Building and Fostering Relationships in the Upcoming School Year
By Stephanie Bowersox and Emily Simmons
Back to school is right around the corner, and there are many challenges that a student may face during this season. One of the most common struggles is getting students reacclimated to a school environment and helping them form or reform relationships after having a long break over the summer. Here are some ideas, tips, and resources for educators and parents to help their child build and foster new relationships this upcoming school year.
Tips for Educators
Three things that are key to reacclimating a student to the classroom after the summer are being firm, fair, and consistent. Students need boundaries and limits, and they need to know that their educators are going to be consistent in enforcing those boundaries. One thing that helps with this is maintaining a regular routine and having lots of structure in the classroom so students know what to expect. It is also important to remember that students need to be loved and nurtured, and that being firm, fair, and consistent must be balanced with being loving and nurturing as well. A practical way to do this is to have a firm teacher paired with a loving and nurturing mental health associate in the classroom.
While these strategies prove useful, the heart of everything is relationships. Building relationships with our students and helping them to build relationships with one another is one of the most important things that we do. Here are some practical tips on how to do that:
- Ask the students’ what their interests are and continue to have conversations with them about those interests.
- Ask about how their summer was and talk about their break.
- Play ice breaker games to help them be more comfortable around each other.
- Touch base with them and check in on how they’re doing on a regular basis.
Because many of our students have special needs, being social and making new friends does not always come easy to them. To help our students learn important social skills, our therapists work in groups with them and discuss different topics, such as how to take turns or how to lose gracefully when playing games. Our classroom staff implement lots of activities that involve using social skills, and over time, the students create relationships.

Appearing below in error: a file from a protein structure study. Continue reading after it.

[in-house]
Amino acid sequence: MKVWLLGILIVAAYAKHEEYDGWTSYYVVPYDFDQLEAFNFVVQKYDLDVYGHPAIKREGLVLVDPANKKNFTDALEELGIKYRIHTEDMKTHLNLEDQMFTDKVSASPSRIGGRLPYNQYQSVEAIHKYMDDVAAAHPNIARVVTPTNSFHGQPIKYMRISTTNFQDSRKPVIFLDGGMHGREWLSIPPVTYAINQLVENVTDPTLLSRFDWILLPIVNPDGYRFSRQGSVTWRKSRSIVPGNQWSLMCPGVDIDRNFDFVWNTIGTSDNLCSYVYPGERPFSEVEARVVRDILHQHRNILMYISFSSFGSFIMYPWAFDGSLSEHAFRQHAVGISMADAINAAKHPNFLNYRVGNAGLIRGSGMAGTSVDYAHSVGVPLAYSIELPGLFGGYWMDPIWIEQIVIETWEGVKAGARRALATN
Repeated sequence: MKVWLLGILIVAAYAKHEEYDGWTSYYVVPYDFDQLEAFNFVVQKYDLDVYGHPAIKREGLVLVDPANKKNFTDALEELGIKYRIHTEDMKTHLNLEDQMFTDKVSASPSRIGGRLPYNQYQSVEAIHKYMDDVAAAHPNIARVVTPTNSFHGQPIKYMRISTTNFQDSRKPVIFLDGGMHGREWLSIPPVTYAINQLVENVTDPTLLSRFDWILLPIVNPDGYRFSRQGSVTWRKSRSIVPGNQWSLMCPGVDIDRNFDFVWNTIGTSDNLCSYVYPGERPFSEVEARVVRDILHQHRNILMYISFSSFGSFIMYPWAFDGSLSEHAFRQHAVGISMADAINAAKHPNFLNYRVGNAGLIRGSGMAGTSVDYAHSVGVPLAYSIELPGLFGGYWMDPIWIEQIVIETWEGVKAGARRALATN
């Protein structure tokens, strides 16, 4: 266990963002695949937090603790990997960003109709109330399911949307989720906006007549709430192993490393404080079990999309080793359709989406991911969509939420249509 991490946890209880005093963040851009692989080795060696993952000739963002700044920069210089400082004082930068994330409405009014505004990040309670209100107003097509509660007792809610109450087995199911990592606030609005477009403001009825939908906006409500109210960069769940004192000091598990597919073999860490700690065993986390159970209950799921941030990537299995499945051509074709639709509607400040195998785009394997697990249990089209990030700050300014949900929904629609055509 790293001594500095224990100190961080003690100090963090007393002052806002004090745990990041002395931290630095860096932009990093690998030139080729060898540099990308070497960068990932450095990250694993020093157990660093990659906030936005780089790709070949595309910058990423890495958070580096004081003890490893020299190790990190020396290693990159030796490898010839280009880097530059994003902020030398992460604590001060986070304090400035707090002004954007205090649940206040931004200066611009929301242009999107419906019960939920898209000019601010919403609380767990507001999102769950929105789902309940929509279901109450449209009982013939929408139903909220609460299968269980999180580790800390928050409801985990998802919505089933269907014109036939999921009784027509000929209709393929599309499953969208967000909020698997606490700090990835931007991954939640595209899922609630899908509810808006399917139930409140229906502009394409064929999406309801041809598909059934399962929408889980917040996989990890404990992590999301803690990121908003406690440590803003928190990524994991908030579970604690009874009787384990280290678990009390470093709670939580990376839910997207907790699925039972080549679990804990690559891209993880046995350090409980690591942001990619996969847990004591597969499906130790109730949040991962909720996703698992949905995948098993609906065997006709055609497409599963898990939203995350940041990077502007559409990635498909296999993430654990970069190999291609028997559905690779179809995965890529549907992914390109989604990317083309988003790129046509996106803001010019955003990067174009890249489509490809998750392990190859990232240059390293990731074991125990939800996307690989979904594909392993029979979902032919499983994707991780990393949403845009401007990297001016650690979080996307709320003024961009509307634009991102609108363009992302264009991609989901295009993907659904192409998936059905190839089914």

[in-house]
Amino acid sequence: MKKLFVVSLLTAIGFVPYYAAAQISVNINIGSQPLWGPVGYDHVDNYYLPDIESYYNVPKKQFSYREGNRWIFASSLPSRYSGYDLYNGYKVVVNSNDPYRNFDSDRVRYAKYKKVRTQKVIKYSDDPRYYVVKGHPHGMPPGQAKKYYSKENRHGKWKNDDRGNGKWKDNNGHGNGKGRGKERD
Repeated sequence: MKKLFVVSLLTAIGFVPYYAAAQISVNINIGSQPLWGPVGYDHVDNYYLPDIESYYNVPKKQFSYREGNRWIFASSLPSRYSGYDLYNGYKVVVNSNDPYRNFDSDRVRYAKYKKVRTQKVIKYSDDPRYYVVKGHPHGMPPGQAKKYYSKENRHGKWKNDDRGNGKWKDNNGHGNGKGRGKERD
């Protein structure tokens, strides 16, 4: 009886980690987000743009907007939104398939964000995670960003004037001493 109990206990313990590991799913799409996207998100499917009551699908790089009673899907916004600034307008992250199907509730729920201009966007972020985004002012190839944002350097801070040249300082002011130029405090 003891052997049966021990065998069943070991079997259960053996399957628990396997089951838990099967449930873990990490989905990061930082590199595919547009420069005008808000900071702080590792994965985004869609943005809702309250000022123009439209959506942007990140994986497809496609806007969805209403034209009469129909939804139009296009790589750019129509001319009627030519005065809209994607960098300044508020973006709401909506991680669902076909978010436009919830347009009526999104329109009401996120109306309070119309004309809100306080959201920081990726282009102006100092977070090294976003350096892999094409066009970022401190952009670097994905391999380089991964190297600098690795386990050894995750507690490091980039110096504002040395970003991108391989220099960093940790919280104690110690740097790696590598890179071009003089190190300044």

We have seen these strategies have a positive impact on our students. At one time, we had a student who was having a really hard time building any relationships with anyone in the school. To try to help this student, we worked heavily with her in the classroom and tried to consistently invest in her. As our staff got to know her and learned her different social cues, we were able to see her build some relationships with those around her.
Tips and Resources for Parents
Relationship fostering does not just end when the bell rings. The best things that parents can do to help their child prepare for back to school is to maintain a strong connection with the school so we can all work together. It needs to be a partnership between the school and the parents for the best interest of the student. Some other helpful tips to prepare students for back to school are listed below:
- Set boundaries and limits at home – use things like sticker charts for reinforcement.
- Limit your child’s time on technology or social media so they do not feel the need to be on it all the time at school.
- Be consistent with discipline. Set clear expectations, follow through, and stay firm.
- One or two weeks before school starts, ease the child into "the back to school" bedtime routine.
- Talk to your child about goals for a new school year (make new friends, improve reading skills, etc.)
- At our school, we always provide school supplies so parents don't have that financial burden, but kids love shopping for school supplies so letting them pick out a few of their favorites is always a good way to get excited about coming back to school.
Additionally, here are some additional resources to help you and your child prepare for this upcoming back-to-school season.
Want to be notified of new articles and resources from New Story Schools? Click here to submit your email and opt into our newsletter.